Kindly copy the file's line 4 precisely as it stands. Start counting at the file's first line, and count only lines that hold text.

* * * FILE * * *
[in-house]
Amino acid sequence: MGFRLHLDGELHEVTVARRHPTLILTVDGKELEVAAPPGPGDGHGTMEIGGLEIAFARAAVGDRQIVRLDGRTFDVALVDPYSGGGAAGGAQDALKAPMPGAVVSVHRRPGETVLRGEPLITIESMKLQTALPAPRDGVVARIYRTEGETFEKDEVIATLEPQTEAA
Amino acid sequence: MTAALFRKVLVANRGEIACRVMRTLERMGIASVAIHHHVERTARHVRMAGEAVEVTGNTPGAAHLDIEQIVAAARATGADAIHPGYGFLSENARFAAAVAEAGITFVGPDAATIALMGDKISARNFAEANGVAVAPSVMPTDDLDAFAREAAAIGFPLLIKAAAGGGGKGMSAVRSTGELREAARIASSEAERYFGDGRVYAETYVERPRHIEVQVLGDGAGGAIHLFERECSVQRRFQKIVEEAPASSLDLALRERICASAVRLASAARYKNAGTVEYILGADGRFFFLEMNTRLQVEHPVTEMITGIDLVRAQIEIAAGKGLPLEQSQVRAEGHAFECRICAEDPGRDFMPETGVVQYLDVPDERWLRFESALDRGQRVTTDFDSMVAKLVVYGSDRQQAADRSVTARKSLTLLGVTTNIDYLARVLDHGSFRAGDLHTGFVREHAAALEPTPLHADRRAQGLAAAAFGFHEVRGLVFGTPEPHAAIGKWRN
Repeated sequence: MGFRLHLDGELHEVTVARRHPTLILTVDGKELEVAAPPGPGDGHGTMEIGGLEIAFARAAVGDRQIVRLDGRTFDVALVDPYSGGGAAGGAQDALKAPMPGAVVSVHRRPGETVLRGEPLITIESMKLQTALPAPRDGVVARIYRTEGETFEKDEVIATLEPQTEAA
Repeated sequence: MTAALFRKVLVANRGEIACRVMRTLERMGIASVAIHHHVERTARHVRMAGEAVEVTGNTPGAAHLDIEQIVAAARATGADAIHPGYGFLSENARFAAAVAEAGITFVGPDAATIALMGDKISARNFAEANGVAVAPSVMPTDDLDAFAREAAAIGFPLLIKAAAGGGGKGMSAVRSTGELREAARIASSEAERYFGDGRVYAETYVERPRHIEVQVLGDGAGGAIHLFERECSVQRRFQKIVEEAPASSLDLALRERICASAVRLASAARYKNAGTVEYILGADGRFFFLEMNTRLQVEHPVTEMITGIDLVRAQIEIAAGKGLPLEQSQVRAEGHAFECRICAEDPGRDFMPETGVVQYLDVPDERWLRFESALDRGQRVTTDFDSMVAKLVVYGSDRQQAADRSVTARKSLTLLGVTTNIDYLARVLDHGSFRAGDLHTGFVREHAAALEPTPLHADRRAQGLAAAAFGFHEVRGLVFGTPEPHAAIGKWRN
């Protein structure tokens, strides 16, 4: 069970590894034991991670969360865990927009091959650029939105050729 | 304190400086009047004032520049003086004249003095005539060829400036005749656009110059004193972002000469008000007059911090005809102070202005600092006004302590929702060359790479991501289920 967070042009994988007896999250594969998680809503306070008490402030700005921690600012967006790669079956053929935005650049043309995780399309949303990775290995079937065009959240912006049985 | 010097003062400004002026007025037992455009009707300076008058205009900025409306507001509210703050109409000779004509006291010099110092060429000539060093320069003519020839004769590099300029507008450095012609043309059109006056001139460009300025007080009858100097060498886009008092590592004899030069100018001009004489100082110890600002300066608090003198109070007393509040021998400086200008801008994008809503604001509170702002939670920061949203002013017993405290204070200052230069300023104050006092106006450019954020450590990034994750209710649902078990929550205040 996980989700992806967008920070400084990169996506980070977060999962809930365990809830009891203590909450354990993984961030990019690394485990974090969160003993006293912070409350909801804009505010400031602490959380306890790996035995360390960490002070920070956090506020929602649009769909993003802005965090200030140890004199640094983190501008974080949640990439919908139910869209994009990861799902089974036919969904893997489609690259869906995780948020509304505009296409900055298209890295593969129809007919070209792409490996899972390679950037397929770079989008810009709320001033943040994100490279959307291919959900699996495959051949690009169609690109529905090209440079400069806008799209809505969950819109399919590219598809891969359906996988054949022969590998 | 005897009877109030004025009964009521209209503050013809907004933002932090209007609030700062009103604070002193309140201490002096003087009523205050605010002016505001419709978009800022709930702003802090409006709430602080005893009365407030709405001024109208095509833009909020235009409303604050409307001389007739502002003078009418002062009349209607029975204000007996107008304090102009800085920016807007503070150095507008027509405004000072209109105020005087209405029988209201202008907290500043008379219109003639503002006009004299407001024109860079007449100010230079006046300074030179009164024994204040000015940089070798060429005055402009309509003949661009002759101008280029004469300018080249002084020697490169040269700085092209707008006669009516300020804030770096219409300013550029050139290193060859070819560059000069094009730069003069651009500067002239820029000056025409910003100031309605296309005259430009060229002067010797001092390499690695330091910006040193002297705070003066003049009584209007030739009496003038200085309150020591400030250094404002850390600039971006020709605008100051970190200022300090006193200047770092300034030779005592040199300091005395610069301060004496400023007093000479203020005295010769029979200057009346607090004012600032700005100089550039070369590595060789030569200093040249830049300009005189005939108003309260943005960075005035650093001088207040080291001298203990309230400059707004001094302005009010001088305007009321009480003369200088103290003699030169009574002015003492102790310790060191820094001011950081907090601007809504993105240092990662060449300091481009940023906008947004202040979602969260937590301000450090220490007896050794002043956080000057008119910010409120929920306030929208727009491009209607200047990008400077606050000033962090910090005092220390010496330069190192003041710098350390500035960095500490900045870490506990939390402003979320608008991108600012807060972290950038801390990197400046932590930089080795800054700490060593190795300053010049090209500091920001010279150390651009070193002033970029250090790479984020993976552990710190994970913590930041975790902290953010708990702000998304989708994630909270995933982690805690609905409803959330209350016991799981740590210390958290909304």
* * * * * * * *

Repeated sequence: MGFRLHLDGELHEVTVARRHPTLILTVDGKELEVAAPPGPGDGHGTMEIGGLEIAFARAAVGDRQIVRLDGRTFDVALVDPYSGGGAAGGAQDALKAPMPGAVVSVHRRPGETVLRGEPLITIESMKLQTALPAPRDGVVARIYRTEGETFEKDEVIATLEPQTEAA